This year’s AWP Conference was in L.A. (or Hell-LA as I used to call it). I haven’t been to LA in some years and I’m decidedly less gainfully employed (yet much more educated) than I was then. I don’t like LA despite the good people I know who live there). I don’t like a city where I can’t walk to/from everything I need. I don’t like a city without significant public transit. I don’t like a city with no heart/no center – I always feel like “there’s no there there” when I’m in LA. This trip was spent mainly behind a table selling books, talking about books, and hearing about books at the Black Lawrence Press booth. While it’s always inspiring to see so many people (14,000 ?) who love books, AWP is always an endurance test. Because of my various limitations, my post-accident AWP experiences are definitely anxiety-driven. I opt to sit behind a table at the Book Fair not only because I feel it’s the best use of my talents on BLP’s behalf but also because it feels relatively safe. Once I’m out there walking around the Book Fair, the noise, the bright lights, the volume of information, the general sensory overload can prove too much for my already-challenged brain. In coping with PTSD on a daily basis, there are certain triggers: lights, noise, crowds. But sitting behind a table, I feel at ease and fully able to talk about and sell books. I feel useful. And that’s incredibly important to me right now – feeling useful. One of the panels at AWP this year focused on “Imposter Syndrome” – while I didn’t attend the panel, I did find myself considering whether or not I feel like an “imposter” when I’m surrounded by writers. I don’t have the same kind of self-confidence I had when I was last in LA – I’m not running a successful Music PR firm nor do I have an easily definable “career.” I felt a twinge of “imposter-itis” when I gave a copy of my latest poetry chapbook (w/Mary Ellen Sanger) to a favorite poet of mine – she’s published with more than one reputable press, I’m not. I also felt the same “imposter-itis” when meeting with former colleagues (now friends) in LA: am I still the punk rocker they knew or am I just another pseudo-punk rock/academic? I’ve been thinking about “punk rock” a lot – both in connection with a current fiction project and for a large research project for my Ph.D. focused on the structuring of female image in punk rock. Leaving the novel aside for now, or this paper, I’ve had to read volumes of academic work on punk, women in rock, and pop culture. Most of it either misses the point (written by outsiders) or lacks academic rigor (written by insiders). I’m struggling with definitions of “punk rock” – what do people mean when they use the term and what do I mean? Questions I never would have asked “back in the day” when I helmed my own PR firm and proudly called myself “Punk Rock Bitch.” Am I still punk rock now? Can one be punk rock without the outward trappings? Can one be a writer without a book out? Can one be a poet if one isn’t published on a major press? What makes an “imposter” (or to use the old punk rock term “a poser/poseur”)? And why does any of this matter when there are books to read, words to write, and LOUD guitars?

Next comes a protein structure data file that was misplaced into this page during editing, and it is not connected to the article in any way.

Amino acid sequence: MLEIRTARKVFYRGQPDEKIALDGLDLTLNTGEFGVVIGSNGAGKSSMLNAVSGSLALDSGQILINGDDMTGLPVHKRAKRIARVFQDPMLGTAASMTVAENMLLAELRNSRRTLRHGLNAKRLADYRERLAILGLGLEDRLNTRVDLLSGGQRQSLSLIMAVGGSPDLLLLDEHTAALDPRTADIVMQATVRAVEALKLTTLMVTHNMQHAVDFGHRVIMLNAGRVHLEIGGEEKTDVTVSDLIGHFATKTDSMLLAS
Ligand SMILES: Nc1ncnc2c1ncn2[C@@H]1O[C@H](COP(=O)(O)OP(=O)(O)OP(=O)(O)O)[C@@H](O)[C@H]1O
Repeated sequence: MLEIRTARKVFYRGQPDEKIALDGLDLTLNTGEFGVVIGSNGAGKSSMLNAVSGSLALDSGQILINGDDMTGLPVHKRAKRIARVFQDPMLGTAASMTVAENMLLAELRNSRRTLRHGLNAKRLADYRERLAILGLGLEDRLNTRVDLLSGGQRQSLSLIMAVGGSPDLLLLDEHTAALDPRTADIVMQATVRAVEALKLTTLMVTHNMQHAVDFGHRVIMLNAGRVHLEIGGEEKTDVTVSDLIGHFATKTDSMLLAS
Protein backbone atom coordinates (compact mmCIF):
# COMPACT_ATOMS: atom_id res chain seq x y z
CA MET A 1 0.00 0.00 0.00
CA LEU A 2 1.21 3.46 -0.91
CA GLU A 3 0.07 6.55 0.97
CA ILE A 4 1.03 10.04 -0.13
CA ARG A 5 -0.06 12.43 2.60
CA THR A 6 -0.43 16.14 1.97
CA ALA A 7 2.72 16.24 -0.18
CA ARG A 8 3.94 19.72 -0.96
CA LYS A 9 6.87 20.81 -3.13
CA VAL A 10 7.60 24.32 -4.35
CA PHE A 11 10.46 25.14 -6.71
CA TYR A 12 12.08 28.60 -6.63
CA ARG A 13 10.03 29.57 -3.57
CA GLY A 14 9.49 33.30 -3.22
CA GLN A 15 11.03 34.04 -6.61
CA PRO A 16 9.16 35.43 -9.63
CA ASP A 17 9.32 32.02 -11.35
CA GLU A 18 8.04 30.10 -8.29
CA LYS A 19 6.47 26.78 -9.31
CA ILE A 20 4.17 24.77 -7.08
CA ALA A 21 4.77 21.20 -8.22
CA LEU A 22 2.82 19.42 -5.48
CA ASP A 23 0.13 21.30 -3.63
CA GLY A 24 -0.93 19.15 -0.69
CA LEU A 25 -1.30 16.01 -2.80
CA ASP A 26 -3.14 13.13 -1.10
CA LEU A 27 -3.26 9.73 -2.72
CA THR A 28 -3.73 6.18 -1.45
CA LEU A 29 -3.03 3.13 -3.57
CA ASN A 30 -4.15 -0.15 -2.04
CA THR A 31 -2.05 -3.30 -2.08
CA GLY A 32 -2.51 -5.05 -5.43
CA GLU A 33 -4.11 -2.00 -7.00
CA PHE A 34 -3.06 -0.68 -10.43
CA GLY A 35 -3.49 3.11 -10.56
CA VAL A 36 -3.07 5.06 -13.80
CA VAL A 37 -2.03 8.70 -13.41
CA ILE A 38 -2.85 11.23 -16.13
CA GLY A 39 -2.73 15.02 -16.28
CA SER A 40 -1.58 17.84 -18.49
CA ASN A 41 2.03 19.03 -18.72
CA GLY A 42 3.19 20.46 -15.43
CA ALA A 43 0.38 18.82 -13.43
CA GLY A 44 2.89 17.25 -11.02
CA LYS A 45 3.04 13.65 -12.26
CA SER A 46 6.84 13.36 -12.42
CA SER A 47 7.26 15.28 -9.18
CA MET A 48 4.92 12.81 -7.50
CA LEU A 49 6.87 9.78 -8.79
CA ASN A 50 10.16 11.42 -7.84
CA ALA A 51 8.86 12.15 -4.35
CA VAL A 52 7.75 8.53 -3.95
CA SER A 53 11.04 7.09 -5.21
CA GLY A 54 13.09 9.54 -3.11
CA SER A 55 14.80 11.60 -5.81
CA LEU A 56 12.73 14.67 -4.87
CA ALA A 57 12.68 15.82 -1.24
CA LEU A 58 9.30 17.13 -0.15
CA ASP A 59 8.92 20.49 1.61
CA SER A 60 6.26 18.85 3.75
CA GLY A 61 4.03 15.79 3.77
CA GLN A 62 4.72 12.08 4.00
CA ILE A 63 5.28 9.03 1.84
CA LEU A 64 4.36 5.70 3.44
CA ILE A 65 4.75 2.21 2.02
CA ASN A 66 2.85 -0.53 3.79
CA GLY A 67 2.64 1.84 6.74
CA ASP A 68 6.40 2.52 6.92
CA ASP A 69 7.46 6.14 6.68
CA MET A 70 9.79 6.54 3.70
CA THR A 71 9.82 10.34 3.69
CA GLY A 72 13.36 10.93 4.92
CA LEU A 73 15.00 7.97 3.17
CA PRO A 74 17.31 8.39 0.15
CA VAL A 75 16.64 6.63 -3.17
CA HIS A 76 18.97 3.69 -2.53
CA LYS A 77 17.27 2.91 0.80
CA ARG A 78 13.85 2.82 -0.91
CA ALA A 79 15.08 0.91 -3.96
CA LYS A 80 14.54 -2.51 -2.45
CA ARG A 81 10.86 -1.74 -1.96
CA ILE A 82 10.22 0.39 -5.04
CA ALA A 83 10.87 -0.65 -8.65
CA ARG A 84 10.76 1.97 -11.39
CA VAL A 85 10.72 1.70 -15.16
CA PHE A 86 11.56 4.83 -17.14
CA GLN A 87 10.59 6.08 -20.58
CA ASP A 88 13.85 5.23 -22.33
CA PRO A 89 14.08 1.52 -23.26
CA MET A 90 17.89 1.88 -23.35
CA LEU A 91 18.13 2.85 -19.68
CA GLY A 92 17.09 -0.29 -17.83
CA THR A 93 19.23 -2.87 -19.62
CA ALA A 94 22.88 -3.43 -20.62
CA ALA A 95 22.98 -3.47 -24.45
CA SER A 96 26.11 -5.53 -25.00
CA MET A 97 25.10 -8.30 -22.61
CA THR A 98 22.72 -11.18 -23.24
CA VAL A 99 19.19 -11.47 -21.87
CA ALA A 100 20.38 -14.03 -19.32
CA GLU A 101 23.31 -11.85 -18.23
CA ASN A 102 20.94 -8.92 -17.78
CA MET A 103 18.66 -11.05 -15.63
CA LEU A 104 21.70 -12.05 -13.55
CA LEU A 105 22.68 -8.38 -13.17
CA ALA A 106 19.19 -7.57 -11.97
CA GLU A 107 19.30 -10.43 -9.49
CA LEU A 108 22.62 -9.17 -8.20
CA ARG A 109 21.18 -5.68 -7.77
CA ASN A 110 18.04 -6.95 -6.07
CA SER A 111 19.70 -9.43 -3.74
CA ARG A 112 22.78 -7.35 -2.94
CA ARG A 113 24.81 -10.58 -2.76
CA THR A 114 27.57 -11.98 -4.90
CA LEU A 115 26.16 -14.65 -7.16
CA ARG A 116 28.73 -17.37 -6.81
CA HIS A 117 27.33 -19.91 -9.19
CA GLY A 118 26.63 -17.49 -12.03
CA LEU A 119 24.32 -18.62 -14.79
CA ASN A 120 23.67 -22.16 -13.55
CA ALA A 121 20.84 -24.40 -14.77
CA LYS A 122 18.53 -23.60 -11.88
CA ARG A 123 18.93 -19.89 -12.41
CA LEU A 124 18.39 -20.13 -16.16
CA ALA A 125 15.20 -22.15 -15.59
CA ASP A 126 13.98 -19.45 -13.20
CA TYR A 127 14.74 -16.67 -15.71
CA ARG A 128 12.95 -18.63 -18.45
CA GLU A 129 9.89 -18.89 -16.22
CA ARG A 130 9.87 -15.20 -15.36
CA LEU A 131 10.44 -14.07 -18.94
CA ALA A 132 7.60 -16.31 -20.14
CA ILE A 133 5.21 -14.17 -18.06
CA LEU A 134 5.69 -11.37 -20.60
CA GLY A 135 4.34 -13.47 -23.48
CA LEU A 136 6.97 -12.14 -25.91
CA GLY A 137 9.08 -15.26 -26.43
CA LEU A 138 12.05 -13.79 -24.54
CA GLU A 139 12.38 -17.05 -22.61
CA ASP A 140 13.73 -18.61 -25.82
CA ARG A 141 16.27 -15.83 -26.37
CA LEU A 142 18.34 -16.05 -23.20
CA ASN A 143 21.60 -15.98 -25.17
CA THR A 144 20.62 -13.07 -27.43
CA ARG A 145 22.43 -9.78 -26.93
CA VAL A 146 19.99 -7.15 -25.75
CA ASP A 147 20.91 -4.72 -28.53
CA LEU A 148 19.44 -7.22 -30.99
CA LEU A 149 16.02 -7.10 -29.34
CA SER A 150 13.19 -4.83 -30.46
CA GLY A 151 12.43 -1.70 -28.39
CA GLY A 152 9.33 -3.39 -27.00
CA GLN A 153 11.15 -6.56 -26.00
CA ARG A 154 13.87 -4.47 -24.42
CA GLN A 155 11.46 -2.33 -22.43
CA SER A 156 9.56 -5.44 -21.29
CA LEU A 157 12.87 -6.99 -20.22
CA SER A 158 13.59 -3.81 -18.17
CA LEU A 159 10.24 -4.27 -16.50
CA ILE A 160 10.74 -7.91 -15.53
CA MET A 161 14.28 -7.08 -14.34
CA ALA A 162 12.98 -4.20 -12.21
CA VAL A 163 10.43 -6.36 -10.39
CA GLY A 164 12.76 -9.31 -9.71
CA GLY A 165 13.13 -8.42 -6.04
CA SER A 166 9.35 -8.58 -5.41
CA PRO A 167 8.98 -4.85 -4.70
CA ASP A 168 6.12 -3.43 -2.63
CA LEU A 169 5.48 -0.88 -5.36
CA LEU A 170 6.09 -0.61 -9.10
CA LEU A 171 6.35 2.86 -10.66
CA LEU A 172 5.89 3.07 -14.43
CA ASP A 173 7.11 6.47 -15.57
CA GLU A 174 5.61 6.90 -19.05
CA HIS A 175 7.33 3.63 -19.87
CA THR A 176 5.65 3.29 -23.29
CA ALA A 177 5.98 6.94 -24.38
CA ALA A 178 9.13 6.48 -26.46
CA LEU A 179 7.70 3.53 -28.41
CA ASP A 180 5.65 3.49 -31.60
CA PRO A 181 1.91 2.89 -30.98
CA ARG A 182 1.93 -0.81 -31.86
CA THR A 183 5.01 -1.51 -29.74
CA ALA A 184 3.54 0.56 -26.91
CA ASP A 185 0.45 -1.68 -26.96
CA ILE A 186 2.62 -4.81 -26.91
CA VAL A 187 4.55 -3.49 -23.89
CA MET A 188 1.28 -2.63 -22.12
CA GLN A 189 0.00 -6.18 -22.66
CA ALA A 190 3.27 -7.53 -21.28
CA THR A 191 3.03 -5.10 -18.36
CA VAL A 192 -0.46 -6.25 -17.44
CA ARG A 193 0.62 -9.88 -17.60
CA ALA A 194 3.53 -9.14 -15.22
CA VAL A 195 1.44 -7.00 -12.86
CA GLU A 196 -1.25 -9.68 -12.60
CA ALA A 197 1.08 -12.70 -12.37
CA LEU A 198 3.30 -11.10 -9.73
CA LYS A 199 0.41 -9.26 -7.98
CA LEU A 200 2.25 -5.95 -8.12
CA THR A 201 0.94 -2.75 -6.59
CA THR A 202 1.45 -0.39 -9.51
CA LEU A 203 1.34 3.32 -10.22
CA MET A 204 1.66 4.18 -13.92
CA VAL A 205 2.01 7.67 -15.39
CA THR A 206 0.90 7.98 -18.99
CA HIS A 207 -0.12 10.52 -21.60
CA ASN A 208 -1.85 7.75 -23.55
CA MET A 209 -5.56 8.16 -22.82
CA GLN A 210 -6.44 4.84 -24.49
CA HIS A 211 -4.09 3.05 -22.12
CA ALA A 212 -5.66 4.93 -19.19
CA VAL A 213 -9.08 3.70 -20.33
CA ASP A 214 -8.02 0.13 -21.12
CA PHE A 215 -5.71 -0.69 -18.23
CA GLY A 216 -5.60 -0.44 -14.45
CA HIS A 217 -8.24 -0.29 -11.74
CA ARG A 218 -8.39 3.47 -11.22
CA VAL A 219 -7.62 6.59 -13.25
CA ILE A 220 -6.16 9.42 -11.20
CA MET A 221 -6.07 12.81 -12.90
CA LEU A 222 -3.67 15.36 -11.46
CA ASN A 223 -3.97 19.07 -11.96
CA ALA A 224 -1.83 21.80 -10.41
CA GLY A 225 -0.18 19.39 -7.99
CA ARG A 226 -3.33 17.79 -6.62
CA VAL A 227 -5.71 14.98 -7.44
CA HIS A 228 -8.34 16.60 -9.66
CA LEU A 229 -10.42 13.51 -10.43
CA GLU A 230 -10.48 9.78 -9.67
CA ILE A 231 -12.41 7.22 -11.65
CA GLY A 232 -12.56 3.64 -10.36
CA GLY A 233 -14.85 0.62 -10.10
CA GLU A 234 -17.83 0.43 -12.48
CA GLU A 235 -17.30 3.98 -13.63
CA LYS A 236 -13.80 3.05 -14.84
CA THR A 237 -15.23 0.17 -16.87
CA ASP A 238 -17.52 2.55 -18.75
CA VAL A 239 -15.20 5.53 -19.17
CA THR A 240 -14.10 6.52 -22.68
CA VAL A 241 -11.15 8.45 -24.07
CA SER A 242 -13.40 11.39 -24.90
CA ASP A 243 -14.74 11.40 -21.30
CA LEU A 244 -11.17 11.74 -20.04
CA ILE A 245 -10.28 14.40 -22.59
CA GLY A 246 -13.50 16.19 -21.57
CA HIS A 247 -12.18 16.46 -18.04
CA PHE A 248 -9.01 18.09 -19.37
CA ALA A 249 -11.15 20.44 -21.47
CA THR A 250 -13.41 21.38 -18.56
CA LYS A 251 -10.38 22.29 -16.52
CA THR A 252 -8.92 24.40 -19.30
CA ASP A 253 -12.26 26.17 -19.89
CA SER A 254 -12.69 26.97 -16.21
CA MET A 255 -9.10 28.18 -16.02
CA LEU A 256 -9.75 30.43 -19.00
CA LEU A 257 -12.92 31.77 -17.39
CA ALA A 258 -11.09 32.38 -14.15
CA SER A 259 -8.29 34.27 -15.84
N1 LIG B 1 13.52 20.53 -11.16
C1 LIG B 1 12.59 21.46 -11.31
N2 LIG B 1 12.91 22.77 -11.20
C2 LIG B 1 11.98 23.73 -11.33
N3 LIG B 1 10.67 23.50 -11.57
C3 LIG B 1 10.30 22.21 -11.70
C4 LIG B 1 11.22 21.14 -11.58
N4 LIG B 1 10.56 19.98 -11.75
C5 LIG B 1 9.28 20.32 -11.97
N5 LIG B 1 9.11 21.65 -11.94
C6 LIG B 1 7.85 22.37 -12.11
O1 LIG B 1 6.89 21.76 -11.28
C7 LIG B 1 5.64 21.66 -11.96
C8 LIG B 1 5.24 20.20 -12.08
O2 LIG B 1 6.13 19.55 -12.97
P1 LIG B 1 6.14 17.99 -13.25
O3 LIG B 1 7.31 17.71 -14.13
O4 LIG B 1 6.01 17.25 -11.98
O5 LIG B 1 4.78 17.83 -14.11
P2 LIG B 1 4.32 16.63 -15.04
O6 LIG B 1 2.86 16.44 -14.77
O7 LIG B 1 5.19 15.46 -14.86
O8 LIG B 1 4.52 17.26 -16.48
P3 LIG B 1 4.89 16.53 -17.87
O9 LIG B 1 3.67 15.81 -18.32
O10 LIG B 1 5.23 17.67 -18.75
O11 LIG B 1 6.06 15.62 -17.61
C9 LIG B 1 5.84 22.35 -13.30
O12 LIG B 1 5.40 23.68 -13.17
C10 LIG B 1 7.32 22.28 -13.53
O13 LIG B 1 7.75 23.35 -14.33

I just got back to NYC from AWP 2015 in lovely Minneapolis, MN. It was a great experience aside from the total lack of drinking water (the only options – the yellow water coming out of the drinking fountains or $3.50 small plastic bottles of water available if you had time to stand in a LONG line), the lack of decent food options (I ate a LOT of bananas and Cliff bars), the lack of reliable wireless either in the Book Fair or in the panel presentation rooms, and then of course, there were the immense lines for mediocre coffee. But all of these negatives are the fault of AWP and the Convention Center and not the attendees. The hundreds of small journals and big magazines, small presses and big University presses, the many, many poets, writers, and editors all made it worthwhile. I attended both as an editor for Black Lawrence Press and Sapling and as a panelist. My panel was Echoes of Displacement: Sound in Poetries of Diaspora. My fellow panelists presented on a diverse range of topics and most read their own work. Chris Santiago was the moderator and spoke about his own dissertation work on sound and the poetics of diaspora (it’s much more complex than that of course!); Shane McCrae (one of my favorite BLP poets) spoke about his own work and its evolution; Abdi Phenomenal Farah gave a gut-wrenching spoken word performance focused on his journey from the violence of Somalia to the U.S. And I talked about the Irish Diaspora, the “government of the tongue” and the sound of Irish poetry (both in Irish and English). I ended with an uncharacteristically (?) political poem about language loss and issues of identity.
BLP had a great off-site reading and party at Kieran’s Irish Pub where I was introduced to Two Gingers (yum!). Highlights for me were B.C. (Carter) Edwards, Bettina Judd, Shane McCrae, and Mark McKee. Of course, so many of the BLP writers and poets are wonderful that every one of the readings was stunningly good.
Overall, it was a great AWP and although I did miss seeing the sky and breathing outside air, Minneapolis has lots of intriguing skyways and some great Irish pubs.